Claire Smith has been a ground-breaking sports writer-journalist for over 30 years.  As you will see, her entire career has been and continues to be characterized by a series of “firsts.”

Smith was born in Langhorne, PA.  Both of her parents were professionals.  Her father was an illustrator and a sculptor.  Her mother was a chemist. Smith was educated at Penn State and Temple Universities.

Smith credits her mother for sparking her interest in baseball, particularly Jackie Robinson, pioneer extraordinaire, who, obviously, was and continues to be an inspiration to countless African Americans.  The barriers Jackie encountered and his struggles to overcome them were to become a model for Smith’s own professional life.

She recalled that when she was in the third grade her teacher showed the film “The Jackie Robinson Story” to the class.  Smith said it made her feel “good about myself.”  She was the only African American in the class, and it ”filled [her] with pride.”

When she was nine her parents gave her a special and portentous gift.  It was an old manual typewriter.  She loved it and pounded out “stories” on it constantly.

Her first journalism job was with the Bucks County Courier, but that was merely a prelude to greatness and notoriety.  Smith was to become the first female to serve as a beat writer for a MLB team.  She began her ground-breaking career by covering the NY Yankees for the Hartford Courant from 1983-1987.  Later, she was a columnist for the NY Times and an editor and columnist for the Philadelphia Inquirer.

According to former Baseball Commissioner, Fay Vincent, Smith got the job with the Times through the recommendation of the late Bart Giamatti, also a former Commissioner and a close friend of Vincent’s.  It seems that Giamatti was a loyal reader of the Courant and Smith, and he considered her to be “best baseball writer in the country.”  He recommended her to Max Frankel, the executive editor of the Times, who was looking to hire a sportswriter, and that was that.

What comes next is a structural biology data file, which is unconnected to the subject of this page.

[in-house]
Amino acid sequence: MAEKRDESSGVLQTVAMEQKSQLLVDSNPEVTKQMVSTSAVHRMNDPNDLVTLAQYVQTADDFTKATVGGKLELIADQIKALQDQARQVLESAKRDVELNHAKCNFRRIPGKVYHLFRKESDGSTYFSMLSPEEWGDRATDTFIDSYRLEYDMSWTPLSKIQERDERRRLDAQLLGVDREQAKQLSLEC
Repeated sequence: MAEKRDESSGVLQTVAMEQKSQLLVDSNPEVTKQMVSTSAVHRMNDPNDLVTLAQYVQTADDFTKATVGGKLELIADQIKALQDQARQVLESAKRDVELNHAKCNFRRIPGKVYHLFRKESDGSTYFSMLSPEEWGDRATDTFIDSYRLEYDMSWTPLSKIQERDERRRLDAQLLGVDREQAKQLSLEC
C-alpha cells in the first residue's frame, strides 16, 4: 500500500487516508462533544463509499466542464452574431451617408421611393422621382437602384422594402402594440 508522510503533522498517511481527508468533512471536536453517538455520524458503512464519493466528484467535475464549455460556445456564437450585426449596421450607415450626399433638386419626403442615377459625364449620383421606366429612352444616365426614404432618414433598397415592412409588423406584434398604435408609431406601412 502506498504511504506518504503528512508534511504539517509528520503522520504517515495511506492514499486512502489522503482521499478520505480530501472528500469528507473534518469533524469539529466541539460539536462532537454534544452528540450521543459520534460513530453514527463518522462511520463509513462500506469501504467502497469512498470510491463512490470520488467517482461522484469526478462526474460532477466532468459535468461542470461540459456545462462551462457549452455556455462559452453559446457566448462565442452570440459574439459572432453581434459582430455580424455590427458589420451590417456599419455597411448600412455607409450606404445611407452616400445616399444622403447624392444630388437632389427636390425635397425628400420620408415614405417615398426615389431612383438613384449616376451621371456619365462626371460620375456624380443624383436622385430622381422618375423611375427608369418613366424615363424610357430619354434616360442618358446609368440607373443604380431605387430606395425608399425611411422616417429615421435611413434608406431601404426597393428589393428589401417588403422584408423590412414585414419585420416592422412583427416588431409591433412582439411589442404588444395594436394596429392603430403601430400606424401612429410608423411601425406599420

Smith achieved additional notoriety during her tenure with the Times during the 1994 baseball players’ strike.  Sports fans will recall that this was a particularly bitter strike.  It even caused the cancellation of the 1994 World Series, the only WS that has ever been cancelled.  At one point, the owners threatened to use replacement players.  The Baltimore Orioles were the only team that refused to use replacement players, even if it meant forfeiting the games.  This became an even bigger story because one of the Orioles , Cal Ripkin, was in the midst of breaking the record for consecutive games played, a record held by the immortal Lou Gehrig, which had been considered unassailable. If any games were played and Ripkin remained on strike, his streak would be broken.  Smith covered this compelling side story for the Times with her usual aplomb.

Last Saturday, she became the first woman to be awarded the Baseball Hall of Fame’s J. G. Taylor Spink Award, which is given by the Baseball Writers’ Association of America.  This is the BWAA’s highest award.  It is named after J. G. Taylor Spink, the initial publisher of The Sporting News, the venerable, long-time “bible” of baseball.  It has been awarded since 1962.